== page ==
The Challenge of a Computer Representation of Sign Language:
Capturing a “Visual-Spatial” Language Electronically
Signed languages are not simply another means of communicating a spoken language. Individual signed languages are linguistically unique forms of communication, with their own grammatical constructs, word order, sensibility, and rules. American Sign Language, used in the United States and parts of Canada, is not the same as English. (Fox 2002).
Like many people who share common beliefs, customs, and behavior, the Deaf community has developed a coherent culture. At its most basic, culture is a means of adapting to one’s environment. For the deaf, the environment is one with a distinct orientation to sound, especially in human communications. Withstanding years of oppression, disparagement, lack of understand, and inequitable services and access, deaf people have often been forced to rely on each other. Their shared experiences and struggle have created a distinct way of life that goes beyond a common physical impairment or language (Valios, 2002). Sign language is a unifying element of this culture.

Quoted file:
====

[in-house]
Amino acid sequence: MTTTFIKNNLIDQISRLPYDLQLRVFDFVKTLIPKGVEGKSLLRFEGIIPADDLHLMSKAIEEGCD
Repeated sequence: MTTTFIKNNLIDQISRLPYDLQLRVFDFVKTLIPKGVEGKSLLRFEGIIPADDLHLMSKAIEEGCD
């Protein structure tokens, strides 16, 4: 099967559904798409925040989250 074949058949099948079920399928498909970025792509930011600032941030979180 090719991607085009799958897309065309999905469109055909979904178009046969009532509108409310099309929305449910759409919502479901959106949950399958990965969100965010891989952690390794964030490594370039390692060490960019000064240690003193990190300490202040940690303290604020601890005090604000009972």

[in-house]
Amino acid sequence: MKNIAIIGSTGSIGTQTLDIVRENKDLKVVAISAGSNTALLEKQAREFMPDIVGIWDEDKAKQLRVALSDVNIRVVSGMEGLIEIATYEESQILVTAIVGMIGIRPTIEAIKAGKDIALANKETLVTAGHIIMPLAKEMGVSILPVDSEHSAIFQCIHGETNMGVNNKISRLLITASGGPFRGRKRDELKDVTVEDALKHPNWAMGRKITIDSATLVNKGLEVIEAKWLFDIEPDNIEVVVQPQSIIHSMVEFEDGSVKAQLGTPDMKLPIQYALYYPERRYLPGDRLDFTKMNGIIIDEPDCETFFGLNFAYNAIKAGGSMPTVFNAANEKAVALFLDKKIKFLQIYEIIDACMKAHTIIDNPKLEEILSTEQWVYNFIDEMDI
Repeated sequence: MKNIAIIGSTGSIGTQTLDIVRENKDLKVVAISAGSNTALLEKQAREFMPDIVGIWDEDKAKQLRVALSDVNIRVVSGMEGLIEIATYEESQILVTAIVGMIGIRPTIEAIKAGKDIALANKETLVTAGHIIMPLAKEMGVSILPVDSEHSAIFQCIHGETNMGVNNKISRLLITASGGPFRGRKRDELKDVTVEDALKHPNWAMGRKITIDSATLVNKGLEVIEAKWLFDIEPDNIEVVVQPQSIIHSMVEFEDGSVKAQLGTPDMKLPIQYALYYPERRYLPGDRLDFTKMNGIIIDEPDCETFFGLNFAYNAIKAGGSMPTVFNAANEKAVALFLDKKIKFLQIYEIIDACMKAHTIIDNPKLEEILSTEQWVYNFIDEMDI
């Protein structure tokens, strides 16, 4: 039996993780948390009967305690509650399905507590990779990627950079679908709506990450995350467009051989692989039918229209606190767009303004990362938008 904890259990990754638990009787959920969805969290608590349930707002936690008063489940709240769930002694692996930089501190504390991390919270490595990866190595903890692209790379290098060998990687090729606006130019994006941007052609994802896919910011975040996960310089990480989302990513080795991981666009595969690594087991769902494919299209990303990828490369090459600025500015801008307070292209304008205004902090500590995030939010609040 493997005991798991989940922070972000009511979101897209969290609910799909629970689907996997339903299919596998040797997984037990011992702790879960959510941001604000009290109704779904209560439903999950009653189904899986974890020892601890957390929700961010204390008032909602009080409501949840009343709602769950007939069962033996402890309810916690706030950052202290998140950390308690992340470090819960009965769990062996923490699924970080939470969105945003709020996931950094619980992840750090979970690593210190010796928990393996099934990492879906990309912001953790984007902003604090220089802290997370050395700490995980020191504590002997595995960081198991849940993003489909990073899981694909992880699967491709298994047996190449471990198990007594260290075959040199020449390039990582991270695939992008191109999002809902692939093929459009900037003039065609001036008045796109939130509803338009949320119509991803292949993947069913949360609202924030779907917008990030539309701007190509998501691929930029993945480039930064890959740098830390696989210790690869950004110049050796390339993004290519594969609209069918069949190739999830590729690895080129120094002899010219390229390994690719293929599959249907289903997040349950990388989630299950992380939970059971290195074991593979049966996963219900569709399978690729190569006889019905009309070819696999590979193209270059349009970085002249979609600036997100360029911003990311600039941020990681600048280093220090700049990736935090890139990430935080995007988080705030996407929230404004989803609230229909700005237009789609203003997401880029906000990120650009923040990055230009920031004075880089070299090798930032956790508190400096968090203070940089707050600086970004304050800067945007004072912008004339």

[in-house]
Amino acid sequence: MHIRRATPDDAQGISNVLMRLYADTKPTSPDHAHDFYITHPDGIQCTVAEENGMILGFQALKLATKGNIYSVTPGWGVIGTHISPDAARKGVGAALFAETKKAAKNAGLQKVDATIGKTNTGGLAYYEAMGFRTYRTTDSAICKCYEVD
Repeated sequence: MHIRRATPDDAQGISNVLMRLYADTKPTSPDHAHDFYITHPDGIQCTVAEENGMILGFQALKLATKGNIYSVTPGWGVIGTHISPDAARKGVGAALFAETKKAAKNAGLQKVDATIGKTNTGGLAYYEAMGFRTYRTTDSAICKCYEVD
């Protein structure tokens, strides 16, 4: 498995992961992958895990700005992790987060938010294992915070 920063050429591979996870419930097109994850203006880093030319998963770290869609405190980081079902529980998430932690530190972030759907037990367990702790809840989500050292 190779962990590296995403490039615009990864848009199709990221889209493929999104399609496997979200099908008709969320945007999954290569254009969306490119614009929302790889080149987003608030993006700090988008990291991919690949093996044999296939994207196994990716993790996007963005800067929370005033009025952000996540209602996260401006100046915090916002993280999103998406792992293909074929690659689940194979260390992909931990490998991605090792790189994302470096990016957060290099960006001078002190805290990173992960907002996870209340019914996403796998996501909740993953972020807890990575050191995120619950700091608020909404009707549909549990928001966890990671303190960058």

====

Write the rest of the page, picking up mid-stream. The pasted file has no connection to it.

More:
Because of its complex, visual-spatial nature, signed language-communication has been a special challenge to preserve. Written English is a two-dimensional representation of spoken sound; each letter represents a sound (or sounds). When letters are strung together, words are formed — words that conjure up specific objects or concepts. The written form of English allows for the preservation and sharing of speech or thought, in widely-ranging formats such as books, e-mail, film, and newspapers. Signed languages incorporate complex, three-dimensional elements that include hand shape, movement, position, and facial expression (Fox, 2002).
The challenge of electronic representation of signed languages relates to their visual-spatial nature. This alone does not present a limitation for the electronic environment, but until recently, there was no means of representing signs in a practical way. In 1974, Valerie Sutton created a system of graphic symbols to represent the hand gestures of sign language, a system independent of any particular signed language. She did this by focusing her attentions to body movement, rather than the meaning or sound of a particular word. “SignWriting” is a formal system for communicating any signed language (i.e., signed languages used in any nation). The current form was perfected in 1985 (Center For Sutton Movement Writing, Inc., n.d.). Sutton says, “It is an ‘alphabet’ — a list of symbols used to write any signed language in the world.” (Han, 1999, Nov.). With SignWriting, all aspects of a signed expression are represented utilizing graphic symbols: the movement and position of body elements employed in expressing the sign and facial expression.
Efforts soon turned to the electronic expression of SignWriting. A software program would need to be developed, as well as platform-neutral support for...